april 2018, transfer

Big cinema, small cinema #20

The next edition of our childrens' workshop is taking place on April 23: What’s ringing, scratching, rustling there in the film? Ever since films were first shown in 1895, they have been accompanied by sounds and music. Today, a sound track collects sounds, music and noise. Before ourselves experimenting with sounds and noise and coming up with ideas for a soundtrack for DIE EXPEDITION ZUM SÜDPOL (Astrid Rieger, Germany 2002) that we will then perform live, we will find out what can be seen and heard in six shorts: In STUDIE NR. 9 (Germany 1931) by Oskar Fischinger and TRADE TATTOO (USA 1937) by Len Lye, sounds become movement, SIDEWALKS (USA 1966) by Marie Menken runs behind the lines on the sidewalk and DAS HEMD (Germany 1996) allows objects to become independent. LE PUITS FANTASTIQUE (France 1903) shows us astonishing transformations and in RIVERRED (Germany 2011), siblings play on a river bank. DIE EXPEDITION ZUM SÜDPOL turns us into polar explorers.(for everyone aged 8 and up)

april 2018, transfer

Next Projection Room Tour on April 14

picture of projection room at Arsenal

What do 16mm, 35mm and 70mm actually mean? What is screen masking and what is it used for? How does a dissolve work? And what is actually happening when the image on the screen stops moving and begins to melt? If you’re interested in finding out how films get on to the screen, Arsenal would like to invite you to take a peek behind the scenes on one of our projection room tours. Our projectionist Bodo Pagels will show you round the projection room, tell you all about film formats, projectors and projection techniques, demonstrate how films are fed into the projector and provide a full introduction to the secrets of film projection. He will also be happy to answer any questions you might have about the cinema set-up and will adapt the tour to your wishes and interests as far as possible. The next scheduled tour will take place on Saturday April 14, at 4pm. Please register in advance.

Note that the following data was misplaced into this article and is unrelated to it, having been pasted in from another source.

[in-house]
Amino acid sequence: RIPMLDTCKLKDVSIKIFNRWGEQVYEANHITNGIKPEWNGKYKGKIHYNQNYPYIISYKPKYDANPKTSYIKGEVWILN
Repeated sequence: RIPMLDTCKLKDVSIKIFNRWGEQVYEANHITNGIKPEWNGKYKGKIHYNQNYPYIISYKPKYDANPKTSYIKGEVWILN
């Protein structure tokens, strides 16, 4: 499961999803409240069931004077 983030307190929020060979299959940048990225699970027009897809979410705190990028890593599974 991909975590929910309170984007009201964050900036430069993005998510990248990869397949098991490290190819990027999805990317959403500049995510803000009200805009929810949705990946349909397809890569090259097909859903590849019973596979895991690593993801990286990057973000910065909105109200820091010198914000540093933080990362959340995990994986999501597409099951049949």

march 2018, transfer

Big cinema, small cinema #19 Do animals look back too?

Our next event for children and adults aged 5 and above takes place on March 18.

People like looking at animals: At the zoo, in the circus and in the cinema. This program centers on experimental and early films where animals are the main attraction. In CATFILM FOR KATY AND CYNNIE (USA 1973), felines are the protagonists of an artistic experiment. In ENNESKEABEN (Denmark 1909) and HUNDE-VARIETÉ (France 1907) performing animals show what they can do: A chimpanzee rides a bicycle on stage and costumed dogs dance. In ÜBUNG ZUR GELASSENHEIT I–III (2002–2004) nobody takes any notice of the holy cows that sit and relax on busy roads in the jungle of big Indian cities. In LA GENETTE (France 1912) and TROIS AMIS (France 1909), people get closer to animals in the wild. A genet plunders a bird’s nest and blunders into a trap. Two children in an African country feed a small elephant that chases them away. We look at animals in so many ways, but do they look back?

february 2018, transfer

Big cinema, Small Cinema #18: Circles, Spirals and Stones

The next edition of Big Cinema, Small Cinema takes place on January 11 and is for all childres aged 8 and above.